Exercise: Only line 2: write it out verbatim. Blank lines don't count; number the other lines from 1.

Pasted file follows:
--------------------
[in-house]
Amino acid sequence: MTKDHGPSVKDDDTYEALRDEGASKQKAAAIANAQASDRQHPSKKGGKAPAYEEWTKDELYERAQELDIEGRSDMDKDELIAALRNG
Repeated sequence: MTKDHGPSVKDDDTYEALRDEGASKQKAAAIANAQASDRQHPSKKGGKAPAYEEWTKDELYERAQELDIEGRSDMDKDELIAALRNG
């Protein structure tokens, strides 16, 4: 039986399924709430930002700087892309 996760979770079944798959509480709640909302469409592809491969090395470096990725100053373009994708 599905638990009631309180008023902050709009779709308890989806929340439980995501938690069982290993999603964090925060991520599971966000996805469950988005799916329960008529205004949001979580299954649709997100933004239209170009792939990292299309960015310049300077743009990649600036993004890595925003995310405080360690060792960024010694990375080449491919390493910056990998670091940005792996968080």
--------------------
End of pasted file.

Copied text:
Amino acid sequence: MTKDHGPSVKDDDTYEALRDEGASKQKAAAIANAQASDRQHPSKKGGKAPAYEEWTKDELYERAQELDIEGRSDMDKDELIAALRNG